The ISM Non-Manufacturing Index helps determine the overall economic strength of the services sector. Components evaluated are employment, business activity, new orders, and supplier deliveries, which are then compiled into an index. The nonmanufacturing sector represents a much larger share of the overall U.S. economy when compared to the manufacturing sector, making up approximately 80%; the sector’s economic weight makes it an important sign of growth, stagnation, or contraction. Readings above 50 indicate expansion while readings below 50 signal decline.
In September, the ISM Non-Manufacturing Index, recently renamed the Services Purchasing Managers Index (ISM Services PMI), increased by 0.9 points to 57.8 from the August figure of 56.9. This increase of 1.28% represents the fourth consecutive month of growth for this index, which had been growing continuously for 128 months prior to April’s and May’s contraction. Although this 1.28% jump is significantly smaller than the growth rates observed a few months back (there was a 25.8% increase between the months of May and June), it falls more in line with previous monthly increases, a sign that we are returning to some sort of economic normalcy after the aforementioned contraction. The Supplier Deliveries Index, which is the only index that is inversed, registered a 54.9 figure (a decrease of 5.6 percentage points from August’s reading of 60.5), this past month indicating that the economy is improving, and customer demand is rising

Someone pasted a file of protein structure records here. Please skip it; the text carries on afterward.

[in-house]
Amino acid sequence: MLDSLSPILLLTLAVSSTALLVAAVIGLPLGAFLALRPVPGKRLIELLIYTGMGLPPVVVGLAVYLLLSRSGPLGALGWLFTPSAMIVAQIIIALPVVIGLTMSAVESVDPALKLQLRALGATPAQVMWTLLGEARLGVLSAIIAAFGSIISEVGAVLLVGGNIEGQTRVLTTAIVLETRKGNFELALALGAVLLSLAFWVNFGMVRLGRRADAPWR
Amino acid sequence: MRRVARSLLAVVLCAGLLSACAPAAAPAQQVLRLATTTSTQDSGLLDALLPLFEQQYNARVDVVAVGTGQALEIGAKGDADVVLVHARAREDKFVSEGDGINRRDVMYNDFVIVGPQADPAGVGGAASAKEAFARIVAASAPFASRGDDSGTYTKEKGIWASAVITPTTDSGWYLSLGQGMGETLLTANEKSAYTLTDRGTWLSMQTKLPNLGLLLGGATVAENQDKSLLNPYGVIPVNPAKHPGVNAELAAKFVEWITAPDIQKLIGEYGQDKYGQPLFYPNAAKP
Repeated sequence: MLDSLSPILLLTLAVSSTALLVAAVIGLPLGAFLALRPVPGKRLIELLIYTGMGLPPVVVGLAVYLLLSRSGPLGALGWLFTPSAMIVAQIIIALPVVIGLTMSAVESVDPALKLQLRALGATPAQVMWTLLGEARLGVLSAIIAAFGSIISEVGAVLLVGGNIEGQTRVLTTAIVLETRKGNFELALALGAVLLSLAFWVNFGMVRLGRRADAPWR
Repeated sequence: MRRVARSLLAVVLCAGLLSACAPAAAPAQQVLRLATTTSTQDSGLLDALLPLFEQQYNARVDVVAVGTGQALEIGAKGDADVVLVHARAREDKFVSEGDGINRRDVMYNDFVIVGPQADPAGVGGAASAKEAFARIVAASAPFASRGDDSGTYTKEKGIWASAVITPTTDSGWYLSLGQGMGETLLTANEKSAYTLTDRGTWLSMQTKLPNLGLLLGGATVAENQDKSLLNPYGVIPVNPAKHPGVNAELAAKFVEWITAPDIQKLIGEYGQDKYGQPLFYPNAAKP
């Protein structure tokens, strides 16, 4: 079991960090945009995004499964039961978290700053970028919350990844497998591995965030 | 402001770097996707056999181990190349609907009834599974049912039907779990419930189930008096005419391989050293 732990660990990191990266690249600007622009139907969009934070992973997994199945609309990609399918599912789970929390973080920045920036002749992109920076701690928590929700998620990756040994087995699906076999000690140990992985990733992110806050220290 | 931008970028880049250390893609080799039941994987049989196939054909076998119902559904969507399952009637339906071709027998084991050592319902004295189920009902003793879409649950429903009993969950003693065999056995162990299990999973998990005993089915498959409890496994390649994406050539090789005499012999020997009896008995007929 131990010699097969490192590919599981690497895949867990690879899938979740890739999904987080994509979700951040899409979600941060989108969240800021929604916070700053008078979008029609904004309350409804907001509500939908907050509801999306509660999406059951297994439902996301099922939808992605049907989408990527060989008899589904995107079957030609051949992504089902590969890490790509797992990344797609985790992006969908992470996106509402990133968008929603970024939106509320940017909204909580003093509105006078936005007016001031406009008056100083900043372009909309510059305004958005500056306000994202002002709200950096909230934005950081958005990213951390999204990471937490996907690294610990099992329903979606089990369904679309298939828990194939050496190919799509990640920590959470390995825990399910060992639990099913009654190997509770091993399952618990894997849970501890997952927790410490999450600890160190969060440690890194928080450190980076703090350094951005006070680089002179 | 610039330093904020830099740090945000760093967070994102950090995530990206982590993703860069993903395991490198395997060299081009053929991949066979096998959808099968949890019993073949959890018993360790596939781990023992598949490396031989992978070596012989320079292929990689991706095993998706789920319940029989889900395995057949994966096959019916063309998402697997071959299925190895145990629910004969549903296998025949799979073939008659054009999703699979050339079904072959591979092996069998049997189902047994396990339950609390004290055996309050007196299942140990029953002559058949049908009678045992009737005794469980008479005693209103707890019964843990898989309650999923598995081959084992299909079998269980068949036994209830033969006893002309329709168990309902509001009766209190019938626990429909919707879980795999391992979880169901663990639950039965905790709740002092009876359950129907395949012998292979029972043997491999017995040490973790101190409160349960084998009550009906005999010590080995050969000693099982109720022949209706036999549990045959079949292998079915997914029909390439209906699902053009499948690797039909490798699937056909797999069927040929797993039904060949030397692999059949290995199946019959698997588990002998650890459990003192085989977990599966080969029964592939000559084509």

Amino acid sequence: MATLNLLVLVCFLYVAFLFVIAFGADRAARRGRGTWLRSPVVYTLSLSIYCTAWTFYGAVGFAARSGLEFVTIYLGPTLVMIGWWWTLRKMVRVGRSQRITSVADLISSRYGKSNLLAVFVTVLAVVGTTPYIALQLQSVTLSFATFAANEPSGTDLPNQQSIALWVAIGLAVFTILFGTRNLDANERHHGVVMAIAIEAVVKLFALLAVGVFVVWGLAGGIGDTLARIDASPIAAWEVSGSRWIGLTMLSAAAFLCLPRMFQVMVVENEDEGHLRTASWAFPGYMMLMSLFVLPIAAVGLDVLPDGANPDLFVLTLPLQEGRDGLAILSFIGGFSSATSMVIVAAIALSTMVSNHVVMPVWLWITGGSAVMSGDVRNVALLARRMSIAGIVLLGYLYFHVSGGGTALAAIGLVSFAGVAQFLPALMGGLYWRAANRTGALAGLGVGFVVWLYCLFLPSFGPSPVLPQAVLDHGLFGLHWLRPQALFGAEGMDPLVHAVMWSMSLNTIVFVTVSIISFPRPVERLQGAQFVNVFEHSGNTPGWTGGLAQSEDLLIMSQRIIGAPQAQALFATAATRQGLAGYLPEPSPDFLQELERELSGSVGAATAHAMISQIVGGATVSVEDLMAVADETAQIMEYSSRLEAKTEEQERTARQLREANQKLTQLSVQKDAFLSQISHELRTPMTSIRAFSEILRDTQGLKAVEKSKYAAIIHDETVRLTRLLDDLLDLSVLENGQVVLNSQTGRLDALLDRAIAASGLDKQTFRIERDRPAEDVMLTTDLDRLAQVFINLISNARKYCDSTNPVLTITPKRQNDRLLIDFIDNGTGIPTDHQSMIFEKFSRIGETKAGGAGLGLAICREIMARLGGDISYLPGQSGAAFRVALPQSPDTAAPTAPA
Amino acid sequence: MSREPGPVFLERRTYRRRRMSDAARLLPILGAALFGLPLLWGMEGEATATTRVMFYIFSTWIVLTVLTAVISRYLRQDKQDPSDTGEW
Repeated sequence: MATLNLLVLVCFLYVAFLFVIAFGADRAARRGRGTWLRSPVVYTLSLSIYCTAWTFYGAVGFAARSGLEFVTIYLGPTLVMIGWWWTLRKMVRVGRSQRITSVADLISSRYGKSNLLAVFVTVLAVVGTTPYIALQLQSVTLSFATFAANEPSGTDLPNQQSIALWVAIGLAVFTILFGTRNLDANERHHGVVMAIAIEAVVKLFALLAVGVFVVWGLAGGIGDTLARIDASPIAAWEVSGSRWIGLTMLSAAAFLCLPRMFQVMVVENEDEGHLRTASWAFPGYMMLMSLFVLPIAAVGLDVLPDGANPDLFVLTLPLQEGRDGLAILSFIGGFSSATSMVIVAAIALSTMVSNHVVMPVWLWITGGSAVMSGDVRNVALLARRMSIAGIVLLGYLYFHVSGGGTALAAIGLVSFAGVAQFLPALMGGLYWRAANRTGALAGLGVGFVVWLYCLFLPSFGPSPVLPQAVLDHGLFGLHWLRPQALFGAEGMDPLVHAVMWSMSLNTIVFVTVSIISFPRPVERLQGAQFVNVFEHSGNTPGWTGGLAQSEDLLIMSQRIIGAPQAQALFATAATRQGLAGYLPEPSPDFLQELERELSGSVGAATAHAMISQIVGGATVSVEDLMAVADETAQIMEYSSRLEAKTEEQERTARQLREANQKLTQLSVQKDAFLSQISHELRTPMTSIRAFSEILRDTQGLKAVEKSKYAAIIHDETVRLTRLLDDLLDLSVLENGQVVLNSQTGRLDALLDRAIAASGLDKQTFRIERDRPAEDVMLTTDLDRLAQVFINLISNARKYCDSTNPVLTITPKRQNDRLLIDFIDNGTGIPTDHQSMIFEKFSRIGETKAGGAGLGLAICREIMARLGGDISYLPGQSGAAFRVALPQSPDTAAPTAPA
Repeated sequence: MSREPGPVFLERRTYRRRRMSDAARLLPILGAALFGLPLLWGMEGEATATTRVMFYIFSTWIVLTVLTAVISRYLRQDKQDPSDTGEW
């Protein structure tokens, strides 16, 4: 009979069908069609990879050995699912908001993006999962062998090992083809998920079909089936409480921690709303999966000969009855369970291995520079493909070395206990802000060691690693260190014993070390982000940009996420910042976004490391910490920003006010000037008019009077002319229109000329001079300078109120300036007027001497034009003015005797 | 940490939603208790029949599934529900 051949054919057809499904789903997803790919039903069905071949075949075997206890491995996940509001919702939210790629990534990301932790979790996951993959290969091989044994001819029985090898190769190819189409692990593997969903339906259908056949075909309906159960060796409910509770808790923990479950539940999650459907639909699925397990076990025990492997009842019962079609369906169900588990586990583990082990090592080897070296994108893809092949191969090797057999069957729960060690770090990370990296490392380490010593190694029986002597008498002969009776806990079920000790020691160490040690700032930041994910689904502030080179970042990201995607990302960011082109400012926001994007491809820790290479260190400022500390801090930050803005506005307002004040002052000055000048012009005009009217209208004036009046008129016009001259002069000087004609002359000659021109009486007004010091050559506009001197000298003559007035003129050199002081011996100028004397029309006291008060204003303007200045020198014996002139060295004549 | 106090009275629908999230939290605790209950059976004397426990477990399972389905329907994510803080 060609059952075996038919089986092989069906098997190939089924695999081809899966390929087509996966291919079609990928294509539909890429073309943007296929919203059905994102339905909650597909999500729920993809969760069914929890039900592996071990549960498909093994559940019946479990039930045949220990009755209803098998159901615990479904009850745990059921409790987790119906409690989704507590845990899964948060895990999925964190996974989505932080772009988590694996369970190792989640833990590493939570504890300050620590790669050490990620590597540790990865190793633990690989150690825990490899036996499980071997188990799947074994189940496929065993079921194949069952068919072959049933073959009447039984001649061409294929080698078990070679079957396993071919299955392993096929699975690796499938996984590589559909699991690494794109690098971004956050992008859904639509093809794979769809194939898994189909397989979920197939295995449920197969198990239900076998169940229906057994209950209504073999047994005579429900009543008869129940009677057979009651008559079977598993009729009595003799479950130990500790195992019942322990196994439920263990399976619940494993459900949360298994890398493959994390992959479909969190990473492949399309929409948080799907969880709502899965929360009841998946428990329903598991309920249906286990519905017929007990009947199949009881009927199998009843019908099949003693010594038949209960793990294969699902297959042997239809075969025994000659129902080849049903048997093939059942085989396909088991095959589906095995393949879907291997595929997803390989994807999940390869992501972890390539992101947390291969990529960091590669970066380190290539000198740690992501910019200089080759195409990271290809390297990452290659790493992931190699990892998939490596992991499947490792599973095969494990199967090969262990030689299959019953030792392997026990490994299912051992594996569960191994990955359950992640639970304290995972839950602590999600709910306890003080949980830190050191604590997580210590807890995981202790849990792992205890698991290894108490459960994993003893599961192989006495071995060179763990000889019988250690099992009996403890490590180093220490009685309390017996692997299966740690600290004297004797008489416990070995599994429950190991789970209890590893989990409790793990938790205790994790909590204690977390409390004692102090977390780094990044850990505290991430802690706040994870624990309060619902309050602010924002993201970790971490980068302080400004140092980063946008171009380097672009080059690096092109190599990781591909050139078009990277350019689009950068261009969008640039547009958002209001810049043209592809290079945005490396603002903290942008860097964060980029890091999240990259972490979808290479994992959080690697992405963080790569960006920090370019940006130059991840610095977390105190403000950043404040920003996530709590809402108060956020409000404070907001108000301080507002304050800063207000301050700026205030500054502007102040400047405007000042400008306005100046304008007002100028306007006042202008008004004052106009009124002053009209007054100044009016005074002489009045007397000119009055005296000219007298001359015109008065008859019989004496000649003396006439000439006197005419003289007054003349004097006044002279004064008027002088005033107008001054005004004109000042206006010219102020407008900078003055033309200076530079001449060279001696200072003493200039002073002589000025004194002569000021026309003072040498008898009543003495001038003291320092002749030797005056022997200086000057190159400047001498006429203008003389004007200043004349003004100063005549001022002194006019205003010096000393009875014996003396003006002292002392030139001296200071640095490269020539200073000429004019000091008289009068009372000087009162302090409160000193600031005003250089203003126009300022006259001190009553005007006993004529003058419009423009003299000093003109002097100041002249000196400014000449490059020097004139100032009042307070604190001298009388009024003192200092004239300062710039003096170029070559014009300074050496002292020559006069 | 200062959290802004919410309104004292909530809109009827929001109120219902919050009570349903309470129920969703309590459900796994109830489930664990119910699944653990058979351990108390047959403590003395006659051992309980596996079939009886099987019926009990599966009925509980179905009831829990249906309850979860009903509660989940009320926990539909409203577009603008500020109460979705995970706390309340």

Most of the industries reported on the index experienced growth in September, including utilities, transportation and warehousing, wholesale trade, real estate, and construction. The only industry to report a loss was the professional, scientific, and technical services industry. Despite these overall positive figures, most respondents reported that they expect some level of uncertainty as we move into the fall and winter months, not only from the usual variables at play, but also from some less common factors such as the presidential election, recent civil unrest, and the impact of COVID-19.
October 5, 2020